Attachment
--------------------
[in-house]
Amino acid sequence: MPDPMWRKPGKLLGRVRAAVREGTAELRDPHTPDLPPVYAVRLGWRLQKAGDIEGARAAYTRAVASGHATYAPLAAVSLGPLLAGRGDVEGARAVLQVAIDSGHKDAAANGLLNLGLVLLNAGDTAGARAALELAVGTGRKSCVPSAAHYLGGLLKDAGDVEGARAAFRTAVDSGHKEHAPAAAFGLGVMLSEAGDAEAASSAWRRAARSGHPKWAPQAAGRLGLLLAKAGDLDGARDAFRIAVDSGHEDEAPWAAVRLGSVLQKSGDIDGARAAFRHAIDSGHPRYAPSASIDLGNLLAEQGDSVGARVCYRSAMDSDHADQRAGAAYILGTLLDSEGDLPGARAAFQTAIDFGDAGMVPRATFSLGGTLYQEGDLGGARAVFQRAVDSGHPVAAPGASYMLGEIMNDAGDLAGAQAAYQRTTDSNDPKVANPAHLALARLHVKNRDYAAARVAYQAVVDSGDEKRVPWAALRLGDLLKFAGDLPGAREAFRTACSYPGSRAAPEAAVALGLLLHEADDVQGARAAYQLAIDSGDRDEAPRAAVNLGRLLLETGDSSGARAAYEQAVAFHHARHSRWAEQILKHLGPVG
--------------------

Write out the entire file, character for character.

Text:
[in-house]
Amino acid sequence: MPDPMWRKPGKLLGRVRAAVREGTAELRDPHTPDLPPVYAVRLGWRLQKAGDIEGARAAYTRAVASGHATYAPLAAVSLGPLLAGRGDVEGARAVLQVAIDSGHKDAAANGLLNLGLVLLNAGDTAGARAALELAVGTGRKSCVPSAAHYLGGLLKDAGDVEGARAAFRTAVDSGHKEHAPAAAFGLGVMLSEAGDAEAASSAWRRAARSGHPKWAPQAAGRLGLLLAKAGDLDGARDAFRIAVDSGHEDEAPWAAVRLGSVLQKSGDIDGARAAFRHAIDSGHPRYAPSASIDLGNLLAEQGDSVGARVCYRSAMDSDHADQRAGAAYILGTLLDSEGDLPGARAAFQTAIDFGDAGMVPRATFSLGGTLYQEGDLGGARAVFQRAVDSGHPVAAPGASYMLGEIMNDAGDLAGAQAAYQRTTDSNDPKVANPAHLALARLHVKNRDYAAARVAYQAVVDSGDEKRVPWAALRLGDLLKFAGDLPGAREAFRTACSYPGSRAAPEAAVALGLLLHEADDVQGARAAYQLAIDSGDRDEAPRAAVNLGRLLLETGDSSGARAAYEQAVAFHHARHSRWAEQILKHLGPVG